According to the study managed to establish that the dog in the family significantly reduces the risk of premature death by more than 33%, and also prevent the development of diseases of the cardiovascular system by more than 11%.
The study also says that having a dog increases people's motivation to be more active and add more physical activity into their lives, especially in single-person households where the individuals are exclusively responsible for walking and exercising with their pets. Little Fido also gives you some much-needed social interaction if you live alone. In the study, Fall analysed the effects of different breeds and found that owners of dogs originally bred for hunting, such as terriers, retrievers, and scent hounds, had the lowest risk of cardiovascular disease.
The team at Uppsala University analyzed national registries involving 3.4 million Swedes aged 40 to 80 without any prior cardiovascular diseases as of 2001.
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The results? Dog owners - especially dog owners who lived alone - had a lower risk of dying from cardiovascular disease.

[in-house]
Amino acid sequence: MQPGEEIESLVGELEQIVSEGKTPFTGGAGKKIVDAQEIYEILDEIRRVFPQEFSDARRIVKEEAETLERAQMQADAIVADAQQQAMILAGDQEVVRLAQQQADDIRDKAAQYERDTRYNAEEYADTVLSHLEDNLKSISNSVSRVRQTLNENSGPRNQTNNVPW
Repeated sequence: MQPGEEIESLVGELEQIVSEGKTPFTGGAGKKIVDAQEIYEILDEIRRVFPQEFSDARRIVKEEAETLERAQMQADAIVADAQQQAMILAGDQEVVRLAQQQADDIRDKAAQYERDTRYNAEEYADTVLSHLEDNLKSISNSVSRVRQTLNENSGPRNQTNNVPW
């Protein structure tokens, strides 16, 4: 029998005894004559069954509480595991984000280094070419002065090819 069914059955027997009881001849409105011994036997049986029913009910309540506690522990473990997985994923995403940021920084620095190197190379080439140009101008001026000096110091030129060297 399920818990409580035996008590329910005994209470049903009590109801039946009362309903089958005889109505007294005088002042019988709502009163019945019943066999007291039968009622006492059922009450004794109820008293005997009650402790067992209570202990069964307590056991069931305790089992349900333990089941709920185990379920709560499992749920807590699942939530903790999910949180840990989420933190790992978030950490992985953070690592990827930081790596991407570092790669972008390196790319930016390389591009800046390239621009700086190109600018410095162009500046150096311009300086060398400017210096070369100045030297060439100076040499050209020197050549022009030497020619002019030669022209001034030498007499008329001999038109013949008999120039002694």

While the link between dog ownership and a reduced risk of death from any cause is clear, the findings do not reveal the specific factors on why or how.
"This was one of the most interesting findings: we see that dogs have a larger impact in households without other humans", Tove Fall, the study's senior author and an associate professor at Uppsala University, told The Local.
There are several possible reasons for the positive effects dogs appear to have on their owners' health, though the study did not look into this specifically.
There's no particular reason to think the results would differ in the United States; it would really depend on how similar Americans' attitudes and behaviors as dog parents are to Swedish pet owners. Meta-analyses have confirmed dog owners are more active-especially in poor weather-than non-owners, and the animals can act as social supports, improving an owner's perception of their well-being. "Our observational study can not provide evidence for a causal effect of dog ownership on cardiovascular disease or mortality", they write. We've known for a while that you live longer when you live with someone else, but the added benefit of having a dog is that they need to get outside and go for walks, which forces us to get up and take them no matter how exhausted we are or what the weather is like.
In addition, the researchers were hesitant to assert conclusively that the habits surrounding dog ownership lead to health.
Scientists said the companionship was key, along with the physical activity in taking it for a walk.
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